The England football team put on a striking performance during the Euro 2020 qualifier match against Montenegro in Podgorica on Monday.
The squad won a convincing 5-1, with Raheem Sterling scoring the final goal in the 81st minute.
Just six minutes into the match, however, BBC Radio 5 Live commentator Ian Dennis reported hearing racist abuse aimed at Tottenham left-back Danny Rose coming from Montenegro supporters in the stands.
The BBC also reports speaking to pitch-side photographers during the match, who labelled the abuse they heard hurled at black players “disgusting”.
After the match, England manager Gareth Southgate said that the incidents will be reported to UEFA.
Image credit: England manager Gareth Southgate/ Wikimedia
“There’s no doubt in my mind it happened,” he told BBC 5 Live. “I know what I heard. It’s unacceptable. We have to make sure our players feel supported, they know the dressing room is there and we as a group of staff are there for them.
“We have to report it through the correct channels. It is clear that so many people have heard it and we have to continue to make strides in our country and trust the authorities to take the right action.”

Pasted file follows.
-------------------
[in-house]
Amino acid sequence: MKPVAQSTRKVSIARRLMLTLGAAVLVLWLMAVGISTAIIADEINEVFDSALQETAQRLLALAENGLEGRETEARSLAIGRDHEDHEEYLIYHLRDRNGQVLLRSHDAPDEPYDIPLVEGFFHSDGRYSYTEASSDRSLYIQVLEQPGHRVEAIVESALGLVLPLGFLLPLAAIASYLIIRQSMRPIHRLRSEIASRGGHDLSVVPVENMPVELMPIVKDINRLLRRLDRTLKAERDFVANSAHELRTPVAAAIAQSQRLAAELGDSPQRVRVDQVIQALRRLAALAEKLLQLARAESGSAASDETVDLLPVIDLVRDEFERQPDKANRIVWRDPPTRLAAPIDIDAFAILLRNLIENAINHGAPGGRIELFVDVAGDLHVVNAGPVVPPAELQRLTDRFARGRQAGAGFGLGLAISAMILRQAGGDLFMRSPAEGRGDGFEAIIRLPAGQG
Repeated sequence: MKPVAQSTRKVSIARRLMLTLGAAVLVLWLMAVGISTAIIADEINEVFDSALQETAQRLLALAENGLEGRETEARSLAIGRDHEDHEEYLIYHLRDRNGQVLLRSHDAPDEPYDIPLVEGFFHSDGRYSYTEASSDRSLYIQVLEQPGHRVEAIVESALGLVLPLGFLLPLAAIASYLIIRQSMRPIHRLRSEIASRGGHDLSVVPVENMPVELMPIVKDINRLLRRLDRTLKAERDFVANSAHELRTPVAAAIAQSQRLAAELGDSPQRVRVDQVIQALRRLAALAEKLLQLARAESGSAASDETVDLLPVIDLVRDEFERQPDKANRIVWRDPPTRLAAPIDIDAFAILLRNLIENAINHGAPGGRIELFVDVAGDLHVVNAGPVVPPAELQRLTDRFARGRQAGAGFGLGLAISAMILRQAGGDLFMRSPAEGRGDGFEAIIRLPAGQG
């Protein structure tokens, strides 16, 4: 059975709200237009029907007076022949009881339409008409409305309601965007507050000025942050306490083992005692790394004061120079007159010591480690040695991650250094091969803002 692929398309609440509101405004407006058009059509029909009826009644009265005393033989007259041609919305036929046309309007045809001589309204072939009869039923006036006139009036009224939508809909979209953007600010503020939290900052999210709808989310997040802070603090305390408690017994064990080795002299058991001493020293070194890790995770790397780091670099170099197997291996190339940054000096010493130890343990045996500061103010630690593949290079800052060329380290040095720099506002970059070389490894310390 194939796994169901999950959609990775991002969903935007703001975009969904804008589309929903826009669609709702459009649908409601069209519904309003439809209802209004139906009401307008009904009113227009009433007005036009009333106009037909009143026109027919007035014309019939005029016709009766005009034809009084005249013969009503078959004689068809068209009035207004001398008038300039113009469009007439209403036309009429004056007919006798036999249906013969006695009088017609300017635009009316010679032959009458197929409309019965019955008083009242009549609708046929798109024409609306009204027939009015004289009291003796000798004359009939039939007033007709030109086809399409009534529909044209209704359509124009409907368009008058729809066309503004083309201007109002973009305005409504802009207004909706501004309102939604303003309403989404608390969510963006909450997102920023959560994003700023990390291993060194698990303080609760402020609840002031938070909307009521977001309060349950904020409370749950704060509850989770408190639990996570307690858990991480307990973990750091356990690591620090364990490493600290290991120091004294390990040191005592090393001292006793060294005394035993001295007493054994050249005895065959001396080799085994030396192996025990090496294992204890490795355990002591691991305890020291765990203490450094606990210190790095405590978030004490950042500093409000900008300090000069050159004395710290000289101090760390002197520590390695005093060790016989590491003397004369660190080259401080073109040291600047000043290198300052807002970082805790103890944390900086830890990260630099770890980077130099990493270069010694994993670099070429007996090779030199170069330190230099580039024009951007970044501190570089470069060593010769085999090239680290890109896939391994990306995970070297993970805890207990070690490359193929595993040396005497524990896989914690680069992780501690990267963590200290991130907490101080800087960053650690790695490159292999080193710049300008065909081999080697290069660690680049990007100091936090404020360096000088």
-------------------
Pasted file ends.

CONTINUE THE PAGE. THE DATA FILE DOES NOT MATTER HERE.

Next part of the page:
Meanwhile, Montenegro coach Ljubisa Tumbakovic claimed he did not “hear or notice any” racist abuse.
What Are Uefa Doing About It?
Because the incident happened at a stadium in Europe, the reporting body for abuse would be the Union of European Football Associations (Uefa).
The body has charged Montenegro for “racist behaviour”. The case will be handled by its governing body on 16 May
Montenegro also face other charges relating to crowd disturbances. These include the throwing of objects, setting off fireworks and the blocking of stairways of the stadium following the game.